Guard dog breeds love to play in the garden, and the frequent walks together will help them use their limitless energies. All of this fun and exercise is giving your dog a break from “duty” at home to protect you and your family – a task that all these guard dog breeds naturally do, even though they’re more pets than working guard dogs!


Working dog breeds will grow up to be large, powerful dogs, which is why they need training to be safe members of canine society. With right Dog training and being sensible, they can be the most incredibly rewarding and devoted dogs to own. Without them, they can become a danger to others and to themselves.

Some of these dogs can turn their paws into obedience, but they generally do not have the attitude to hold onto champions! However, some make excellent dogs for the armed forces as their intelligence and strength are ideal for this job.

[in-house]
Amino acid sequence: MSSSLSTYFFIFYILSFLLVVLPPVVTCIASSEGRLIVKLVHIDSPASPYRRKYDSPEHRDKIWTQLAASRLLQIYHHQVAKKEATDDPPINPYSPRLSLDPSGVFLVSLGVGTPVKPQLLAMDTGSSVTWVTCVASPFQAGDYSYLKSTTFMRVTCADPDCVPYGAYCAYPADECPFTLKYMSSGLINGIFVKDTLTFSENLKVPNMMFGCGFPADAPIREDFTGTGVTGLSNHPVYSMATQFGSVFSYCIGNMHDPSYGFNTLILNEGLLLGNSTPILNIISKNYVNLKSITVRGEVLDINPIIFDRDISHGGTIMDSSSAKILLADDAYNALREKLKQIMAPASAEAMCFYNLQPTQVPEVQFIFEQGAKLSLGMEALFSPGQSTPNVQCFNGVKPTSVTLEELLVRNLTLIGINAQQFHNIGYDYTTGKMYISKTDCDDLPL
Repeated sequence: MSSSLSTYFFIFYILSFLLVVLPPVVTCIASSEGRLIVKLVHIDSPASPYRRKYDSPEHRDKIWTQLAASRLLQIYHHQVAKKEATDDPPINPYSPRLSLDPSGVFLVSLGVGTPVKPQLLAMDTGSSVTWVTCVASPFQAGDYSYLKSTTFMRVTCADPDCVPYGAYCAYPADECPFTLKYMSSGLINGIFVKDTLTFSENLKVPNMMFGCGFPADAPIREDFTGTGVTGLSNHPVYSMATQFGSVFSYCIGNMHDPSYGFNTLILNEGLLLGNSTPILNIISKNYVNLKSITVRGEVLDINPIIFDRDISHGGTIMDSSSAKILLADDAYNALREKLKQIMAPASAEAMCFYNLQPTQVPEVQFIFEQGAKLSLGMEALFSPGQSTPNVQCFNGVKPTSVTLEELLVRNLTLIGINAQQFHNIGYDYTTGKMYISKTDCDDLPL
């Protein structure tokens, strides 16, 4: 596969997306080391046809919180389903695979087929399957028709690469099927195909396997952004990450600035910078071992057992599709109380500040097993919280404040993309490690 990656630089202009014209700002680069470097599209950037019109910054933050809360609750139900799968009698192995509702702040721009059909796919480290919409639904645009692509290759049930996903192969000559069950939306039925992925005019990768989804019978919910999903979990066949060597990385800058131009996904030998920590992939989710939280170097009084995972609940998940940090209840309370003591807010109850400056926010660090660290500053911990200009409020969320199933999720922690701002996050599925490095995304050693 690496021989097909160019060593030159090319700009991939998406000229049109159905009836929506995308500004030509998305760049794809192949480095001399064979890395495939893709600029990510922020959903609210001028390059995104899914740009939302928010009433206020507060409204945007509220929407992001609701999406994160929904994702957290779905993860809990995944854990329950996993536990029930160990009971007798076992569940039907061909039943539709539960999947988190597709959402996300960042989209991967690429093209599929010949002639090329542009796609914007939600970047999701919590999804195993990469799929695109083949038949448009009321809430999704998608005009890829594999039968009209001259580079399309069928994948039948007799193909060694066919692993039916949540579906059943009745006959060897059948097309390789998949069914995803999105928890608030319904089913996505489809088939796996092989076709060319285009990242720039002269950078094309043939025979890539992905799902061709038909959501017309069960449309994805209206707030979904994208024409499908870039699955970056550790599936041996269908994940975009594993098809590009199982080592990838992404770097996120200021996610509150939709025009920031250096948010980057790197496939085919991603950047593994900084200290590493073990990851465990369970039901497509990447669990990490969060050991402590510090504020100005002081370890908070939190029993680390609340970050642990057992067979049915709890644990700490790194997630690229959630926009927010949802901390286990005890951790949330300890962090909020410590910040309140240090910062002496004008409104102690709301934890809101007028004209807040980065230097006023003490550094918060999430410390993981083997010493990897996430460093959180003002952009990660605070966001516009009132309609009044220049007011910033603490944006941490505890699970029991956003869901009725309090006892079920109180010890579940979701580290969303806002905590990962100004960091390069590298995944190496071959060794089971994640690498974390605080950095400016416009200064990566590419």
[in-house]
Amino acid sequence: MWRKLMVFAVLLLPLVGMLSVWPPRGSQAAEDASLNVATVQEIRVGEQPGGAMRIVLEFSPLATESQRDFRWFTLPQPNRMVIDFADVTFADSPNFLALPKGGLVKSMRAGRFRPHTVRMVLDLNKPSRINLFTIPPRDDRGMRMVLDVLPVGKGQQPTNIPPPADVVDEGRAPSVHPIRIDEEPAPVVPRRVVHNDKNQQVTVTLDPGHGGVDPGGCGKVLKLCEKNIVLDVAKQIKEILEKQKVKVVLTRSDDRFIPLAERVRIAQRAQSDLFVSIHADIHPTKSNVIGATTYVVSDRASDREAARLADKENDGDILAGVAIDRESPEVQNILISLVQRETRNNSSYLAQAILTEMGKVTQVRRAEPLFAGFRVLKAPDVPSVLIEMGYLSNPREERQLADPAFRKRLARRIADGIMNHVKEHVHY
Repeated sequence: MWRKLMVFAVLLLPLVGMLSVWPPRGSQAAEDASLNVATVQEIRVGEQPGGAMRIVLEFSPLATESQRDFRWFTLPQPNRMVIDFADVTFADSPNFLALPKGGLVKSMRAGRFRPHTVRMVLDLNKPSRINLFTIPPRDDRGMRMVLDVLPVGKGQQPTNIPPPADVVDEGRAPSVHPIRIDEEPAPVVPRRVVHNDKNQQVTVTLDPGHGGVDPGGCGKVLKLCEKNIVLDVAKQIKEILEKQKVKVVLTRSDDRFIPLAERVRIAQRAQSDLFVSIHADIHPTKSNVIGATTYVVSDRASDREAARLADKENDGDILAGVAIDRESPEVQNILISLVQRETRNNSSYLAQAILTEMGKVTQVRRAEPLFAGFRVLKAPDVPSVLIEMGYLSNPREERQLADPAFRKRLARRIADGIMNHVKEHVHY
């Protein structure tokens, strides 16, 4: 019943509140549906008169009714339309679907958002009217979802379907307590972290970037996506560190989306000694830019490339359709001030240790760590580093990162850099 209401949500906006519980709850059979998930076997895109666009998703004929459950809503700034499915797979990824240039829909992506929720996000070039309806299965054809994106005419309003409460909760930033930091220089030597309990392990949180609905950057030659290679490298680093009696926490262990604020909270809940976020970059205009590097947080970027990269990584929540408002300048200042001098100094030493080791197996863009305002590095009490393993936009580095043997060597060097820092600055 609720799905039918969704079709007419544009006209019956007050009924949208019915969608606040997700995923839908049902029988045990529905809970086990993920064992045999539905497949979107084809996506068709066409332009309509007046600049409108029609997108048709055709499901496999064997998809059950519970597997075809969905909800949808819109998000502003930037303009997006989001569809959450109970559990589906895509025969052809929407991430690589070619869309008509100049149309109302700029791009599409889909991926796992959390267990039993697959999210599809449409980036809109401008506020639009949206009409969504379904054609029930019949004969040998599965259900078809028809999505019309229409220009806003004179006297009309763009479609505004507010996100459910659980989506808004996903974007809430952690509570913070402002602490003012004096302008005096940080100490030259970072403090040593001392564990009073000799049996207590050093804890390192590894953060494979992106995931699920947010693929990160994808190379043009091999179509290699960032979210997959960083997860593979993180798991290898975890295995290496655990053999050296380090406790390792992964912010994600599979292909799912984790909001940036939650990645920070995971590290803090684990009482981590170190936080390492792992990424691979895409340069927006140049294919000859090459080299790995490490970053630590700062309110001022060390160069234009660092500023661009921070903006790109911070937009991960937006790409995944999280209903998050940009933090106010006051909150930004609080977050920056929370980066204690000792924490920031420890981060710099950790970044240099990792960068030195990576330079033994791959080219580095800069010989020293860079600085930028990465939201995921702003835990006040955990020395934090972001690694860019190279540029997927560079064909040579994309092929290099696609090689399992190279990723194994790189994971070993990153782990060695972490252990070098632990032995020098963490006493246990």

The sled dogs will love sports such as canicross or bikejoring that give them an opportunity to run.

Guard dogs may also want to protect and protect things that you don’t want (such as the remote control of the TV)! Asking “give” is a great way to ensure that your protective instincts don’t get out of hand. When training your puppy make a game of always replacing what they have in their mouth with something tastier (if it’s food or a treat) or more exciting (like replacing an old toy with a new one).

As some of the most protective of dogs, guard dog breeds can be a little bit possessive. If your dog is showing signs of guarding his bed or other possessions, or owning you or other family members, seek advice from a qualified canine behaviorist immediately upon referral from your veterinarian.


Working races require early and continuous Dog socialization to make sure they accept strangers and are with other dogs. Some may never be “dog-social” (especially men with other men), but with training and sensible behavior they can accommodate others in their immediate vicinity and be safe. However, sled dogs enjoy living and working with others.

Since your protection dog is likely to be big and strong, and their protective instincts make them suspicious of people, it is important that they be exposed to the world as much as possible. The traits that traditionally made them good watchdogs could turn them into annoying pets if they get used to “guarding” too much!